The 1990s saw a series of modernization and expansion projects at the campus. In 1990, voters in the Santa Paula Union High School District passed a $5 million school bond for construction with an approval rate of approximately 85%. Modernization Project I began in 1991. Using $2.7 million of state construction funding, the girls' gym and a majority of the classrooms in the Center and Upper Courts were renovated. Also added were an elevator, new classroom furniture, computers, and other technological improvements. One 15-classroom humanities building was completed at a cost of $2.1 million in 1994. Modernization Project II began in 1994. This phase consisted of improvements in the cafeteria, converting the former board room into a food preparation area and snack bar serving lines, constructing a covered eating area outside the cafeteria, converting the staff lounge into a student store, and building a band room in the old snack bar area under the cafeteria. The total cost of the project was $700,000. In 1995, SPHS began an $8 million, five-year expansion project. Added to the campus were a new band room, cafeteria, student store, and a three-story building for 15 classrooms.
Santa Paula High School offers a variety of extracurricular activities. Sponsored organizations include:
- Anime Club
- California Scholarship Federation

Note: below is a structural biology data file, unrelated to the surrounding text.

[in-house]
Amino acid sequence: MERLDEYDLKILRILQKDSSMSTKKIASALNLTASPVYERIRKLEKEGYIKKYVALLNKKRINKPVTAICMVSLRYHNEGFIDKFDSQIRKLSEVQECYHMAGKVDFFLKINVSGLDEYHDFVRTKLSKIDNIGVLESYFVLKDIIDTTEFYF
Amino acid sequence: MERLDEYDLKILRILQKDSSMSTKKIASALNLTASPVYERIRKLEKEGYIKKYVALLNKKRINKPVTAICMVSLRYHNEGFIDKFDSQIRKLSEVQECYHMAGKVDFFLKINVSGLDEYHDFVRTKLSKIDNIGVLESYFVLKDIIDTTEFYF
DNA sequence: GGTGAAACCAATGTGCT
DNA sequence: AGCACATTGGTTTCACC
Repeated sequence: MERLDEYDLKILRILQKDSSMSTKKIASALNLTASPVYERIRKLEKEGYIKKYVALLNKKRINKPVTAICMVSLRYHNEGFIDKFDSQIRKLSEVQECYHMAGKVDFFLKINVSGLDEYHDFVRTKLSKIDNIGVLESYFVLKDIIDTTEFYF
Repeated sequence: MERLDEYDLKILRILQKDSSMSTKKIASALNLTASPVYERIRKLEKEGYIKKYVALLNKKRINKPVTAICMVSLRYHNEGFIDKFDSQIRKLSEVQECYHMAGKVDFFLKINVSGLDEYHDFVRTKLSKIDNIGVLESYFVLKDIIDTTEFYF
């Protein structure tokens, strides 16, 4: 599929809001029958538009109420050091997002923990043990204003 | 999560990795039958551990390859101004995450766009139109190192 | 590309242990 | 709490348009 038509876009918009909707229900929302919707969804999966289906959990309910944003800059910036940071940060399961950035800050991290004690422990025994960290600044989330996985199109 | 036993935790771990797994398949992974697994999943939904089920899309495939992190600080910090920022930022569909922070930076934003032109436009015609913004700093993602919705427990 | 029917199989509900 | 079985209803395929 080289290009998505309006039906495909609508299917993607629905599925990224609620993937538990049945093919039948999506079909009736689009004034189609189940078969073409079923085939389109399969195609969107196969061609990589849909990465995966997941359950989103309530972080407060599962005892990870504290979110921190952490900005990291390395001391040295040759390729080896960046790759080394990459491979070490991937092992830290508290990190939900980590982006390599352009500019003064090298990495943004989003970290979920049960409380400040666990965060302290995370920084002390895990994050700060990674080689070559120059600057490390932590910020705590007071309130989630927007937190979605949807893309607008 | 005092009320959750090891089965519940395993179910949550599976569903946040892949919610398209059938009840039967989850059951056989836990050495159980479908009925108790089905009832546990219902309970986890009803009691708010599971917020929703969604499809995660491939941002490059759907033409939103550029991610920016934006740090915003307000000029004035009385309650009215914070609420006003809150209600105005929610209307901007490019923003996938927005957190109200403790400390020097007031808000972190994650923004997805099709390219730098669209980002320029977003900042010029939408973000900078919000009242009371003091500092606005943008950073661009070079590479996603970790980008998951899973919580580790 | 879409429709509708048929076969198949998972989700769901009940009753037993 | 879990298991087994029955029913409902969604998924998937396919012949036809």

- FFA (Future Farmers of America)
- Junior Optimist Club
- Key Club
- Link Crew
- Marching Band
- MESA (Math, Engineering, Science Academy)
- Mock Trial
- Music Creation Club
- National Honors Society (NHS)
- S.E.S.P.E.A (Students Encouraging Social, Political, Environmental Action)
- Theater Team
- Human Services Club
Santa Paula High School athletic teams are nicknamed the Cardinals, and the mascot is Joe Cardinal. The athletic director is Danny Guzman. The school is a charter member of the Citrus Coast League, a conference within the CIF Southern Section that was established in 2018. Prior to that, Santa Paula was part of the Tri-County Athletic Association.
Santa Paula's main rival is Fillmore High School. The two schools have one of the oldest continuous high school football rivalries in the state of California, having played each other since 1924 and meeting for the 100th time in 2010. Games were not played in 1942 due to World War II, 1969 because of scheduling difficulties, and 2019 due to the Maria Fire. As of 2018, Santa Paula leads the series 61–40–7.
Santa Paula High School offers the following sports:
- "Santa Paula High". National Center for Education Statistics. Retrieved February 15, 2019.
- Elias, Paul (January 5, 1995). "Santa Paula School Gets New Look". Los Angeles Times.
- Sillars, Dan (March 14, 2011). "Santa Paula High School History".
- Ledin, Loren (March 23, 2017). "Releaguing plan brings opportunities and complaints". Ventura County Star. Retrieved June 28, 2018.
- Curley, Joe (November 1, 2019). "Santa Paula-Fillmore rivalry football game canceled in response to Maria Fire". Ventura County Star. Retrieved November 1, 2019.
- "Fillmore ends Santa Paula's bid for perfect season". Ventura County Star. October 20, 2018. Retrieved November 1, 2019.